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    Quote Originally Posted by Jono View Post
    The easiest way politically, because the cost is dumped on the next generation. But this has its own drag on the economy. In the case of the during the Hoover/FDR and Obamov recessions, going into massive debt didn't help.
    You're now moving the goalposts. You originally said the seen and the unseen. The unseen cost being the cost of that money not being in circulation. Now you have shifted into a drag on future generations.

    Quote Originally Posted by Jono View Post
    Yet the Harding/Coolidge and Reagan administrations saw very rapid economic bounce-backs when the government "did nothing".
    Better no recession and hence no need to bounce back. Following the aspirin analogy, most headaches are short lived so why not put up with it? Yet aspirins are one of the most successful medications in history.

    Quote Originally Posted by Jono View Post
    It's often the "doing things" that hinder this natural bounce-back, as with Hoover and FDR prolonging the Depression with their tax/spend/regulate policies that hindered investment and job growth.
    Ipse dixit. Obviously the great depression was not averted. So that is an entirely different scenario (getting out of a depression rather than averting a recession). However the Australian recession that would have occurred with no stimulus was averted. So good job Rudd, Swan and their economic advisors.
    So einfach wie möglich, aber nicht einfacher - Albert Einstein

  9. #54
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    Quote Originally Posted by Igor_Goldenberg View Post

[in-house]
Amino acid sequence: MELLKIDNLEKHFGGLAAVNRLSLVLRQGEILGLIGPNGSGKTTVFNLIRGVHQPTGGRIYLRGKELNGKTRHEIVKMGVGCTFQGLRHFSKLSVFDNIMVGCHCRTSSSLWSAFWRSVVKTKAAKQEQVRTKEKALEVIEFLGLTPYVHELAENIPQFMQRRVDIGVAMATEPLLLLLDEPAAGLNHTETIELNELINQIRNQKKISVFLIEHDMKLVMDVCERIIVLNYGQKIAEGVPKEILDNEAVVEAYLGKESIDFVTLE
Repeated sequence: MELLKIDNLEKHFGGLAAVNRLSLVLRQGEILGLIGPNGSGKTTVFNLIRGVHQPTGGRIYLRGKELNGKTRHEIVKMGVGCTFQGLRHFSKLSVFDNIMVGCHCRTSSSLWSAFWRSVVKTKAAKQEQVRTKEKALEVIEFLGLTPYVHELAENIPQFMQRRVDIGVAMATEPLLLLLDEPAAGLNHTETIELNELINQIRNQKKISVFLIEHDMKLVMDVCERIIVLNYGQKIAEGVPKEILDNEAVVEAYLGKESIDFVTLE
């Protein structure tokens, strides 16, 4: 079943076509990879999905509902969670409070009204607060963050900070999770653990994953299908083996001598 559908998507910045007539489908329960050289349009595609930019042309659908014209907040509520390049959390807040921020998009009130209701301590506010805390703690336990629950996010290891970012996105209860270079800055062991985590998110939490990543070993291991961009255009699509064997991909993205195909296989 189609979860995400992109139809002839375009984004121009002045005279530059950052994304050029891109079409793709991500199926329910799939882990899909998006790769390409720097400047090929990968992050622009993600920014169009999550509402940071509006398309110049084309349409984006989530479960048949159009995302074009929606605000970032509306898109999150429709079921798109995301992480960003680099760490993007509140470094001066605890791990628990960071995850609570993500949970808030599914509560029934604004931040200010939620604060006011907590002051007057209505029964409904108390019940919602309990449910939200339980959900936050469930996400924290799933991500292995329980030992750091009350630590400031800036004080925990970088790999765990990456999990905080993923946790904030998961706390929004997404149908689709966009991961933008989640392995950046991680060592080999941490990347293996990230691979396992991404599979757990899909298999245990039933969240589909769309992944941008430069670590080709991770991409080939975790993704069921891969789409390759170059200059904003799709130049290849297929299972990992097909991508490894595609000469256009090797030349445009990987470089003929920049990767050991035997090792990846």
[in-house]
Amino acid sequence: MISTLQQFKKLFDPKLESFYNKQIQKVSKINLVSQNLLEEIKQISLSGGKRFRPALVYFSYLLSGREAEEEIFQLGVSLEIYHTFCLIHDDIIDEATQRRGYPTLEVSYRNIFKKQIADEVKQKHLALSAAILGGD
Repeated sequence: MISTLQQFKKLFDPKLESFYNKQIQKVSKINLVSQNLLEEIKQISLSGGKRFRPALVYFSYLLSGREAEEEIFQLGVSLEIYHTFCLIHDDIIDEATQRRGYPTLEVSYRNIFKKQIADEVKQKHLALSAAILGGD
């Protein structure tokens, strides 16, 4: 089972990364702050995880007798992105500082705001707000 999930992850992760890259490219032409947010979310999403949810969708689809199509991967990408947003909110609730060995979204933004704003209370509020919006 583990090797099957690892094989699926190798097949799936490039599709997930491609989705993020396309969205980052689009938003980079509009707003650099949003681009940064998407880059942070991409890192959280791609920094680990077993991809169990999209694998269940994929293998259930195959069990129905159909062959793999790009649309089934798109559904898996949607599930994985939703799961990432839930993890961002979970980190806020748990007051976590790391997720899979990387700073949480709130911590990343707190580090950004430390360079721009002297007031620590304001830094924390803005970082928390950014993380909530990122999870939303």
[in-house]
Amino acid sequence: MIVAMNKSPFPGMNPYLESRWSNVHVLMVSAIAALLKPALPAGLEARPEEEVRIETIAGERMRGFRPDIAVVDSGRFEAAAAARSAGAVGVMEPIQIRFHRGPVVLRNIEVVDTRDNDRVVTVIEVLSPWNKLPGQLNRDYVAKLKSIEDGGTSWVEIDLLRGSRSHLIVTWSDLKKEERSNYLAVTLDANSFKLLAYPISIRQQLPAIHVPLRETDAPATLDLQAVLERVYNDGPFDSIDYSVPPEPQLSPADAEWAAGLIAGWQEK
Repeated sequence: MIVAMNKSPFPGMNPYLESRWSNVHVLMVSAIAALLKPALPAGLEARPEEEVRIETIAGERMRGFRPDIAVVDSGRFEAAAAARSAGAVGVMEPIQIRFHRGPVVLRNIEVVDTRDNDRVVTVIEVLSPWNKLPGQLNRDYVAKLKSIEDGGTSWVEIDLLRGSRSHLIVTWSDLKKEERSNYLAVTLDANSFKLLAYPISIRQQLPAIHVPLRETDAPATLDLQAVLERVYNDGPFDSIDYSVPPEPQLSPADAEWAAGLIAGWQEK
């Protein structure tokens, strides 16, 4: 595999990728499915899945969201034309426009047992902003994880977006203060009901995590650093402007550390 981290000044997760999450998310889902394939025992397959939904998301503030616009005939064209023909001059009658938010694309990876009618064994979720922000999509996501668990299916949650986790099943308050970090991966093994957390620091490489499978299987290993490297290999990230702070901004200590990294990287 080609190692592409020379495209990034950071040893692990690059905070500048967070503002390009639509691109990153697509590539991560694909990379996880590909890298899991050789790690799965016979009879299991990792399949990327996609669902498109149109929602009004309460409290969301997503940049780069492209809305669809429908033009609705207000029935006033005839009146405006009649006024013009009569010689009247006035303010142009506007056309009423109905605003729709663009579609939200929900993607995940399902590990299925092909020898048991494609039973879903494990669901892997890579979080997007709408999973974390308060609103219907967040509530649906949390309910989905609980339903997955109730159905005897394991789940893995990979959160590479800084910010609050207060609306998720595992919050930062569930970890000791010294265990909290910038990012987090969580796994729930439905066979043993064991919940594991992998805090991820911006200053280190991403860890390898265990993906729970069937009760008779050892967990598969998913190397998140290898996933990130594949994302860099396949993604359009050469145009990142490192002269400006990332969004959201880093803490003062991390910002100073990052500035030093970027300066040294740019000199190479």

Not really. Reagan indeed reduced taxes, but did not increase spending (just failed to decrease).
    Reagan definitely increased spending:
    Federal outlays (total spending) rose by 40 percent under Reagan’s first four budgets (fiscal year 1985 vs. Carter’s last budget for fiscal 1981). That was two-and-a-half times faster than the rate of inflation, which rose 16 percent during the same period, as measured by the Consumer Price Index.

  10. #55
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    Talking

    It is exceedingly fortunate that laissez-faire zealots like Jono don't work as automotive engineers otherwise no car would be fitted with brakes!

    Jono would argue that brakes are completely unnecessary since cars, left to their own devices, will stop eventually and it is often "doing things" (like applying brakes) which hinder cars from hitting solid objects which would cause them to come to a stop much more quickly than braking.
    So einfach wie möglich, aber nicht einfacher - Albert Einstein

  11. #56
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    Quote Originally Posted by Patrick Byrom View Post
    Reagan definitely increased spending:
    Federal outlays (total spending) rose by 40 percent under Reagan’s first four budgets (fiscal year 1985 vs. Carter’s last budget for fiscal 1981). That was two-and-a-half times faster than the rate of inflation, which rose 16 percent during the same period, as measured by the Consumer Price Index.
    You are right, Reagan did increase spending.
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  12. #57
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    Quote Originally Posted by Rincewind View Post
    You're now moving the goalposts. You originally said the seen and the unseen. The unseen cost being the cost of that money not being in circulation. Now you have shifted into a drag on future generations.